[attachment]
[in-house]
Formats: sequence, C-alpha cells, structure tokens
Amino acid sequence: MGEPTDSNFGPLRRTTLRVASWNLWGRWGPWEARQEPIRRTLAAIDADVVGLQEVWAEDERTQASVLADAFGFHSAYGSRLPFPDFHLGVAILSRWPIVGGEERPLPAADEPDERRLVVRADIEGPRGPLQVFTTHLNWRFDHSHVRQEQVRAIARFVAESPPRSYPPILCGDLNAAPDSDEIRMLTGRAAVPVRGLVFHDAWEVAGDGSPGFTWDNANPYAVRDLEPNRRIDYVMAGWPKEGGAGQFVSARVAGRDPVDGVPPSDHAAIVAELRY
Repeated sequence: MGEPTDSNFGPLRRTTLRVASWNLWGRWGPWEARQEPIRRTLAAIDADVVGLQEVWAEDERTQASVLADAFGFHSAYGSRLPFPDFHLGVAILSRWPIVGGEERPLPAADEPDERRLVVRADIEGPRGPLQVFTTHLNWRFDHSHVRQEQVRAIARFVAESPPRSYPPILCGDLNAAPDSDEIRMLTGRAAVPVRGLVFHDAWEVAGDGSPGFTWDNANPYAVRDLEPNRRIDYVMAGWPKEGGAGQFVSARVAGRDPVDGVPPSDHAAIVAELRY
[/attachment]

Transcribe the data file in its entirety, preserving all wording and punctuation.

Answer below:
[in-house]
Formats: sequence, C-alpha cells, structure tokens
Amino acid sequence: MGEPTDSNFGPLRRTTLRVASWNLWGRWGPWEARQEPIRRTLAAIDADVVGLQEVWAEDERTQASVLADAFGFHSAYGSRLPFPDFHLGVAILSRWPIVGGEERPLPAADEPDERRLVVRADIEGPRGPLQVFTTHLNWRFDHSHVRQEQVRAIARFVAESPPRSYPPILCGDLNAAPDSDEIRMLTGRAAVPVRGLVFHDAWEVAGDGSPGFTWDNANPYAVRDLEPNRRIDYVMAGWPKEGGAGQFVSARVAGRDPVDGVPPSDHAAIVAELRY
Repeated sequence: MGEPTDSNFGPLRRTTLRVASWNLWGRWGPWEARQEPIRRTLAAIDADVVGLQEVWAEDERTQASVLADAFGFHSAYGSRLPFPDFHLGVAILSRWPIVGGEERPLPAADEPDERRLVVRADIEGPRGPLQVFTTHLNWRFDHSHVRQEQVRAIARFVAESPPRSYPPILCGDLNAAPDSDEIRMLTGRAAVPVRGLVFHDAWEVAGDGSPGFTWDNANPYAVRDLEPNRRIDYVMAGWPKEGGAGQFVSARVAGRDPVDGVPPSDHAAIVAELRY